Tuesday, October 16, 2007


When does a pattern start to emerge? How many repetitions does it need? And how is it with complex patterns, sometimes things not resembling each other makes "it" happen.
Does many things of the same type always create a pattern ?
How does the brain sort the images out, is it because we start to see a new object, a pattern instead of singular objects? Do the objects need to be small or do we see patterns even when there are just three of a thing standing in a row?

When do you see the object and when do you see a pattern? Place a comment!

by EH

Picture1. Leaves
Picture2. A pillow
Picture3. Strawberry tart
Picture4. Lilies of the valley
Picture 5. Lions
Picture 6. Pots in a row


EH said...

My own answers

Picture1. Leaves-yes, a pattern, if I think about it.
Picture2. A pillow - A pattern for sure
Picture3. Strawberry tart-Nope just tasty
Picture4. Lilies of the valley- Yes a pattern
Picture 5. Lions- I never thought of them as a pattern
Picture 6. Pots in a row- always seen a pattern in this picture

LS said...

Question: Can two make a pattern?

Now I am going to bed, more comments tomorrow...

EH said...

Answer to LS: Yepp, if they walk around in the snow...hihi

two objects? No i didn´t think so, prove me wrong.

LS said...

I am sure two things can make a pattern, just think of ying-yang. I think patterns are in the eye of the beholder too. I can see patterns just by comparing two things, like two plants and two insects, or two mountain ranges. It doesn't have to be repeated more than two times. And what some people call a pattern, others call noise or chaos. Just think about fractals - extreme patterns out of randomness and chaos theory.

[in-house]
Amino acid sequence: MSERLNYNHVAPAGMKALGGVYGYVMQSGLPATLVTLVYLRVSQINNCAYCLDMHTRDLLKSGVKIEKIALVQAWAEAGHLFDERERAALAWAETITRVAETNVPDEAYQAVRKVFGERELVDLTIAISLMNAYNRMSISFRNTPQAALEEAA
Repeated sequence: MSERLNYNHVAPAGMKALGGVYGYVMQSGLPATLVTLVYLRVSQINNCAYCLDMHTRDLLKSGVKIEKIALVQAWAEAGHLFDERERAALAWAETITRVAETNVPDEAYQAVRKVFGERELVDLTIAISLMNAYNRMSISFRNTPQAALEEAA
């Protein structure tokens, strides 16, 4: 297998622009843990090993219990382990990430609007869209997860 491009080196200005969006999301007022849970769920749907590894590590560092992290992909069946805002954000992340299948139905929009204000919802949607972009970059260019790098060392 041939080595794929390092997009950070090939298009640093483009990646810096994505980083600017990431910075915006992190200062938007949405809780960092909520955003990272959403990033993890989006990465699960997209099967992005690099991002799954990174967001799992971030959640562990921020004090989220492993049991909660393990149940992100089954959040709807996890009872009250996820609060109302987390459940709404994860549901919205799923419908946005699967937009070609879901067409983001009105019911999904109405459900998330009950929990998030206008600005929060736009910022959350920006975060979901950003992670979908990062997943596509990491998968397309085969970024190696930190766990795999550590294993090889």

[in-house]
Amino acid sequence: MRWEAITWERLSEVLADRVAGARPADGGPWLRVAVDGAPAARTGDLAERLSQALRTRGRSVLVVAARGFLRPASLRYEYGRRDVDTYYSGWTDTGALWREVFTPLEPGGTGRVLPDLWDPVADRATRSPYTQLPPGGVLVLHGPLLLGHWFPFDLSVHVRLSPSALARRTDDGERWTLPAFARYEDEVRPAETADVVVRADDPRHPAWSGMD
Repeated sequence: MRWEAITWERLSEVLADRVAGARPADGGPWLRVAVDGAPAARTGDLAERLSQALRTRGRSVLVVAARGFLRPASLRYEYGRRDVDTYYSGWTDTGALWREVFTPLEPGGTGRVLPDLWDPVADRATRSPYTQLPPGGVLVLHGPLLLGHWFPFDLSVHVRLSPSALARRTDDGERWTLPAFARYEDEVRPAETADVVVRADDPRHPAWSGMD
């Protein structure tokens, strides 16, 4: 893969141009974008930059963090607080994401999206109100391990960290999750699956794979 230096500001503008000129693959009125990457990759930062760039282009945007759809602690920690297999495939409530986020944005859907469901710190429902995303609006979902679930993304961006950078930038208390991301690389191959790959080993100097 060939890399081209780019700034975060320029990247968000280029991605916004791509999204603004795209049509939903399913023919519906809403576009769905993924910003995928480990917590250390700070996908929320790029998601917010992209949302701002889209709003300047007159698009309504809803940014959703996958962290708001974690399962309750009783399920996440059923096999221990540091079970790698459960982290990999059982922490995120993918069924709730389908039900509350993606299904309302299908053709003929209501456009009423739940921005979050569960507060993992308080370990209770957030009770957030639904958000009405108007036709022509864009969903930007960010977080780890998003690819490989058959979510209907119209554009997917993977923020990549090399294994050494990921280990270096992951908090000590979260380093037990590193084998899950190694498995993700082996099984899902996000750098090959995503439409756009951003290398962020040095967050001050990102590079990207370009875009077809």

Olle said...

The cake is a cake of course and not a pattern. It looks wonderful and very good!

LS said...

I agree - cake is not a pattern. But then other cakes are pattern cakes!

LS said...

What are those things on the little shelves on the wall?

O.K. said...

My spontaneous thought on the subject is that a pattern, as I see it, isn't just about repetition but also about symmetry. Predictability if you will. However it isn't this that makes it a pattern interesting, something that strives against the predictability is needed to make it dynamic and worth to ponder over or to be caught by. A little like a human drummer compared to a perfect timed drumming machine, the interest is kept with the human with his/hers small (in)voluntary variations. I posted this picture to test where the border lies between a pattern and randomness lies. I'm not sure I'd call that pile of boxes a pattern really, but it has that feeling of a tendency of breaking up a pattern that I find compelling. What do you think?

Ok, so here's my very quick answers to your questions, without thinking too hard about it:

1. Yes.
2. Yes.
3. No. Repetition yes, symmetry no.
4. Yes, but could be enhanced without the window which breaks up the tendency, both with the lions and the vertical boards.
5. Yes, a clear repetition and tendency here.

O.K. said...

Whoops, skipped the cake (My number three is the lilies).

Cake: No pattern.